We analysed the levels of vitamin D (25-hydroxyvitamin D [25(OH)D]) over a period of 18 months between February 1, 2013 and July 31, 2014, of all children aged 0 to 15 years in the paediatrics primary care caseload in an urban area of the Mediterranean coast with a population of 100 000 inhabitants that underwent blood testing for any reason.

The cut-off value that we applied for the diagnosis of vitamin D deficiency in children was 20 ng/mL, as this is the threshold most widely accepted by the scientific community in recent years. Following the same criteria, we classified the levels of 25(OH)D as optimal (30–80 ng/mL), insufficiency (20–30 ng/mL), mild deficiency (10–20 ng/mL), moderate deficiency (5-10 ng/mL) and severe deficiency (< 5 ng/mL).6-8

Our statistical analysis included descriptive statistics (frequency distributions and measures of position and dispersion), inferential statistics (comparison of means, analysis of variance and multivariate logistic regression) and concordance analysis for the sample.


A total of 145 measurements of vitamin D levels were performed (54.5% in female patients, 45.5% in males). In this sample, 42.1% of children were immigrants (61) and 57.9% Spanish nationals (84). This distribution does not differ significantly from the distribution of the entire target population (37% immigrant children out of a total of 1360 children). The distribution by region of origin of immigrant children was the following: Morocco, 78.7%; Romania, 9.8%; Latin America, 6.4%; and Asia, 4.8%.

Of all patients in the sample, 37.9% had some degree of vitamin D deficiency: mild (67.3%), moderate (21.8%) or severe (10.9%).

Calcium and phosphorus levels were normal in all children. The levels of alkaline phosphatase were elevated in 25.5% of patients, with no association with the degree of deficiency (difference not statistically significant, P > .1). Eleven percent had nonspecific symptoms (asthenia, anorexia or muscle pain) that were not associated with the degree of vitamin D deficiency (difference not statistically significant, P > .1).

When we analysed the sample by sex, we found that 30% of boys and 44% of girls had vitamin D deficiency (P > .05).

When we analysed the sample by region of origin, 20% of Spanish children had vitamin D deficiency compared to 62% of immigrant children, a difference that was statistically significant (P < .001%).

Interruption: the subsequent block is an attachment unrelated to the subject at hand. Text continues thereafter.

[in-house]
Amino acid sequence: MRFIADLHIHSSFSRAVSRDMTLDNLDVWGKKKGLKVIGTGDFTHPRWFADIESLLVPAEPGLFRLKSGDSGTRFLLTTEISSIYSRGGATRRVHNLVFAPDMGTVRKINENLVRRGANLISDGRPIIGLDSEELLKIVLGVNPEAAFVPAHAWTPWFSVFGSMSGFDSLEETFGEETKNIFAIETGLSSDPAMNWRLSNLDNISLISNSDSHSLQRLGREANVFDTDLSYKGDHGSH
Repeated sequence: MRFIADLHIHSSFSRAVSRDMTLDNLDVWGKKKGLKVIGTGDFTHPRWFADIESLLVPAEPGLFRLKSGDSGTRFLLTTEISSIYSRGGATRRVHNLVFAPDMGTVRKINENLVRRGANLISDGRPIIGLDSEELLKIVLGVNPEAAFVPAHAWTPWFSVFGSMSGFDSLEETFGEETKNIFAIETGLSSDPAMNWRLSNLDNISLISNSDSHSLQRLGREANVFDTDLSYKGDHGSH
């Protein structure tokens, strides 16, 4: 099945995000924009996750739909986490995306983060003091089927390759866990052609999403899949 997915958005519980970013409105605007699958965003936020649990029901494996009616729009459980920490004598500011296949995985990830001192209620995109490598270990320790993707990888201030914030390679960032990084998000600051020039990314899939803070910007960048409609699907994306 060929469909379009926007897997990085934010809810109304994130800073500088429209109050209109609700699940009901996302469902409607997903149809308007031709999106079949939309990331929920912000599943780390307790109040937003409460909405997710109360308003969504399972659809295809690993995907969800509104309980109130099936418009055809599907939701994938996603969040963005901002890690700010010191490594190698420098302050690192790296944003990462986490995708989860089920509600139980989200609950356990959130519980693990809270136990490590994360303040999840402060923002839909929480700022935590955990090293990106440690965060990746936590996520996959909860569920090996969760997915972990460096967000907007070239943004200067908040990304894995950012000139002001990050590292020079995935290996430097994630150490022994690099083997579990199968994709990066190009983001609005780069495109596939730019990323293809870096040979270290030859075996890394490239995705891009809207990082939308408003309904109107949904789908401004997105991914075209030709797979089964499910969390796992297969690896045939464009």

In the subset of Spanish children, 15% of boys and 24% of girls had vitamin D deficiency, and the difference was not statistically significant (P > .1). In the subset of immigrant children, vitamin D was found in 45% of boys and 82% of girls (P = .02).

As for the distribution by age group, 26% of children aged less than 5 years had VD deficiency compared to 38% of children aged 5 to 10 years. The group with the highest prevalence of deficiency, of 44%, was that of children aged 11 to 15 years. Figure 1 shows the probability of having VD deficiency by age, and Table 1 presents the odds ratio for each of the variables under study.

Figure 1. Probability of having vitamin D deficiency by age

Table 1. Odds ratio for presence of vitamin D by age, sex and region of origin


We conducted a cross-sectional study to assess the presence or absence of a problem guided by the scientific literature published in the last few years, which suggests that this deficiency is experiencing a resurgence. With the improvements in nutrition that started in the 1950s and the high number of sunny days per year, vitamin D deficiency was considered all but eradicated in Spain. Our study cannot establish a causal relationship, but considering what is known about the factors that influence low VD levels and our knowledge of the habits of the population that we serve, we could try to elucidate the factors that have contributed to our findings.

The recommended daily allowance established for infants aged less than 1 year is 400 IU. For older children, it is 600 IU.9 These amounts are hard to attain exclusively from dietary sources, which has led many scientific associations to recommend supplementation.